The question: How can you get enough solar exposure to raise your vitamin D levels without unduly increasing your skin cancer risk? Here's a simple (and surprising) piece advice: the best time of day for prudent solar exposure is noon.
Researchers at the Department of Radiation Biology, Institute for Cancer Research, in Montebello, Oslo, Norway, writing in the 2008 issue of Advances in Experimental Medicine and Biology, said that the solar wavelengths that promote malignant melanoma are probably longer (typically morning and afternoon wavelengths) than the wavelengths that generate vitamin D in the body.
Another factor, they said, is that people usually stand in the sun - receiving short, noontime rays at a sharp angle relative to most of the skin. Morning and afternoon sun, conversely, strike skin more directly and penetrate more deeply, meaning the longer spectrum waves have more potential for harm.
So they concluded that brief solar exposures around noon, when wavelengths are shorter and strike at a more indirect angle, should be recommended rather than longer solar exposures in the morning or afternoon.
How long is advisable? This remains a controversial question, especially for those who practice "sunbathing," where lying down exposes large areas of skin while the sun is at its peak, but I believe that roughly 10-15 minutes on the face and arms several times a week is safe for most skin types at most latitudes. I will also say that I have advised against midday solar exposure in the past, but this recommendation will make me rethink that advice if these conclusions are replicated by other researchers.
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More Amazing News About Vitamin D
We’ve been hearing a lot about vitamin D recently. In addition to its contribution to bone health, it seems to prevent some types of cancer and protect against multiple sclerosis and rheumatoid arthritis. Now, a vitamin D researcher at the University of California, Riverside, has noted that “D” also affects insulin secretion and regulation, heart and blood pressure regulation, muscle strength and brain activity. Writing in the August 2008 issue of the American Journal of Clinical Nutrition, Anthony Norman, distinguished professor emeritus of biochemistry and biomedical sciences, says that cells in 36 organs respond biologically to vitamin D. He notes that a deficiency of “D” can affect all of those organs including bone marrow, breast, colon, intestine, kidney, lung, prostate, retina, skin, stomach and uterus. Norman recommends an average daily intake of 2,000 IU of vitamin D for all adults, a dosage some other experts have suggested. The current RDA is 200 IU for adults up to the age of 50, 400 IU for those ages 51 to 70 and 600 for those over 70. My current recommendation for supplementation is 1,000 IU.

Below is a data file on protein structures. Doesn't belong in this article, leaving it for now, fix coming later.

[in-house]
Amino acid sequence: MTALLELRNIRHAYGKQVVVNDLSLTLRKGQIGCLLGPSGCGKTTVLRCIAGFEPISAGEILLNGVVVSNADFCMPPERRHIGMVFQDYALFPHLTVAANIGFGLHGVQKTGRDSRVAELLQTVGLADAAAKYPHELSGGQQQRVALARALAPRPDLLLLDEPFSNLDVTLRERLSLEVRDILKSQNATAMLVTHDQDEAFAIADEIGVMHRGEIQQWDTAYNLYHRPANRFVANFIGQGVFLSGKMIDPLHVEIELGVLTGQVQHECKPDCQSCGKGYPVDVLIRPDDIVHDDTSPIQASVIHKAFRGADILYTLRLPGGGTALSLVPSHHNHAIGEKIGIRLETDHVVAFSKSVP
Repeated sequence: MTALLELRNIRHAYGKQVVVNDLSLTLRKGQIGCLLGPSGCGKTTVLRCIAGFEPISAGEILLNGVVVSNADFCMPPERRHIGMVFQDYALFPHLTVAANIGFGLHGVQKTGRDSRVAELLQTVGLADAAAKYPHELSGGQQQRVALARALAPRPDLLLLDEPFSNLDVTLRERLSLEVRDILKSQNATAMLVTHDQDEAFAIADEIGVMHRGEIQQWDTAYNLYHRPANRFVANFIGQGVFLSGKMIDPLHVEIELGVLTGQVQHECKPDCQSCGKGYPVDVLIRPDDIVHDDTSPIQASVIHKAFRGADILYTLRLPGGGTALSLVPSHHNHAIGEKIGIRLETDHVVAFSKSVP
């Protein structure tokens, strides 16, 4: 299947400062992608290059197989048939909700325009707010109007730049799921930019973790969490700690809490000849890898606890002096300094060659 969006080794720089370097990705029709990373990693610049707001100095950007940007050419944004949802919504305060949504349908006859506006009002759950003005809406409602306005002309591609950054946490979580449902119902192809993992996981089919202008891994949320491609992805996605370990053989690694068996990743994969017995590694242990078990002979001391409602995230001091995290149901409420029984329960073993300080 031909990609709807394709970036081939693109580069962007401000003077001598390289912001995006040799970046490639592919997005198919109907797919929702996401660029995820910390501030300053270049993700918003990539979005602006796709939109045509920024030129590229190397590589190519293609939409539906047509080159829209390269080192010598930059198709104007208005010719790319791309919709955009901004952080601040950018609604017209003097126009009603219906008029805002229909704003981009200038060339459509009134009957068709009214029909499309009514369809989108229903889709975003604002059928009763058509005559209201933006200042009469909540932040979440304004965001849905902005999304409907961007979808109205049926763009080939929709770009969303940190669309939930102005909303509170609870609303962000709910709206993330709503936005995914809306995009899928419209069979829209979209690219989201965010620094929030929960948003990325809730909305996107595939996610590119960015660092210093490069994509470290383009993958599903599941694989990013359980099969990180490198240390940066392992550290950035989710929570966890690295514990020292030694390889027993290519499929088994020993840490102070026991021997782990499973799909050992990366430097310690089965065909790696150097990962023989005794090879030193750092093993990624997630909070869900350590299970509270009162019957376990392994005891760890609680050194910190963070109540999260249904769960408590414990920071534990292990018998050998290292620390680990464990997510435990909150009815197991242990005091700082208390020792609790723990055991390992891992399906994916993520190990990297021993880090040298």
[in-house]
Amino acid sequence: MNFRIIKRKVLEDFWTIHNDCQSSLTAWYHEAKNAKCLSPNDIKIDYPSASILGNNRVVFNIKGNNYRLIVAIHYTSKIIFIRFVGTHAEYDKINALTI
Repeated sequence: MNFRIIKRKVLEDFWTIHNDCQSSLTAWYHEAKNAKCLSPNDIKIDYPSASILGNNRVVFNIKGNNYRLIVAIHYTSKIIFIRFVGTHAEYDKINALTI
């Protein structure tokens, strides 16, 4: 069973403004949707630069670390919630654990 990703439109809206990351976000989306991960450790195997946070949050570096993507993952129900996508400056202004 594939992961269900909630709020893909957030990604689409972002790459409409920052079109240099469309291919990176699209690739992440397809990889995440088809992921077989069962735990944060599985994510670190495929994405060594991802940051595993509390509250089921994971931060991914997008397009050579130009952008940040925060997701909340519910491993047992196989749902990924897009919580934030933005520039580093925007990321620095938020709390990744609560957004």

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Eating Too Quickly Can Make You Fat
And it’s not just eating quickly. Also, scarfing down food until you’re full could triple your risk of being overweight. Japanese researchers questioned more than 3,000 men and women about their eating habits. Those who ate rapidly and continued consuming until they were full had a higher body mass index (BMI), consumed more calories, and were more likely to be overweight than participants who didn’t eat quickly and didn’t eat until they were full. The Osaka University team said that these eating habits developed in response to the availability of large portions of inexpensive food, fewer family meals and eating while distracted (such as while watching TV). In the distant past, the researchers said, most adults didn’t have the opportunity to consume enough calories for the body to store fat. The remedy? Smaller portions, eating mindfully, and more family meals…without the TV. The study was published in the Oct. 22, 2008 online edition of the British Medical Journal.
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Japanese Wild Mushrooms with Soba
Soba noodles, which are made with buckwheat and wheat flour, were always considered a health food, and as early as 300 years ago were believed to relieve stress and cure ulcers. They cleanse and energize the body as well.
Healthy Aging Tip
Courtesy of Dr.Weil on Healthy Aging
Diabetes and Nutrition: In general, diabetics should focus on less-refined carbohydrates. These are minimally processed foods which are digested more slowly than refined carbs and which typically contain more vitamins, minerals and fiber.
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